During “Morocco Week,” organizers held a seminar to highlight Morocco’s industrial sector.

Both Moroccan and foreign participants stated that Morocco’ industrial sector “has achieved a remarkable success that exceeded all expectations,” making Morocco a prominent destination for its national industrial fabric.

read more
AfricaAfrica AsiaAPO-GROUPAPO-OPAEconomyHealth

ARC Statement on International Day for Disaster Risk Reduction

With COP26 around the corner, our focus should be on the devastating impact of climate change as we mark International Day for Disaster Risk Reduction today, observed annually to raise awareness about disaster reduction risk.

That’s the word from Lesley Ndlovu, CEO African Risk Capacity (ARC) Limited, a specialist insurance company that provides parametric coverage to African countries against extreme weather events and natural disasters.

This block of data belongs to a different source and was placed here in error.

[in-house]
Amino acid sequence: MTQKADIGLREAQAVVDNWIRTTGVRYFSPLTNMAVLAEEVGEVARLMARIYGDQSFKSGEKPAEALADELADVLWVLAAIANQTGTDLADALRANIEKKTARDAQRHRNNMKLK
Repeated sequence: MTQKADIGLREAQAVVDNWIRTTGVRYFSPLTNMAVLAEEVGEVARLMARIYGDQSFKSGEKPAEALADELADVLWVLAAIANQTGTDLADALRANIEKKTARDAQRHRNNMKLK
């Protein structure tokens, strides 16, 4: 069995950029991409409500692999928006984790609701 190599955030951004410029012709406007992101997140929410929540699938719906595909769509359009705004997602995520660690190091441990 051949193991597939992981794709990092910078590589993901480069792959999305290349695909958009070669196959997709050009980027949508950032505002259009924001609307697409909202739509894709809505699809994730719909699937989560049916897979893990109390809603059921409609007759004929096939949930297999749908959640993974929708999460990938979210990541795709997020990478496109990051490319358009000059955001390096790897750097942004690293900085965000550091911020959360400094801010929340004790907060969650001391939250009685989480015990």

Alarm bells for humanity have been sounded around issues of climate change, following the recent release of the Intergovernmental panel on Climate Change and increased media interest around the UN’s climate talks in November.

In Africa, the UN’s GAR Special Report on Drought warned that drought may well be the next pandemic as Africa faces “exponential collateral damage” posing systemic risks to its economies, infrastructure investments, water and food systems, public health, agriculture, and livelihoods, and threatening to undo its modest development gains and slip into higher levels of extreme poverty.

There simply is no time to lose in “acting decisively”.

Shifting the disaster risk architecture

Advocating for a shift in the current disaster risk architecture, Ndlovu believes the response is unacceptably slow, inefficient, and reactive, as climate disasters increasingly threaten Africa, a continent that bears the brunt of climate change, but has contributed the least to climate emissions.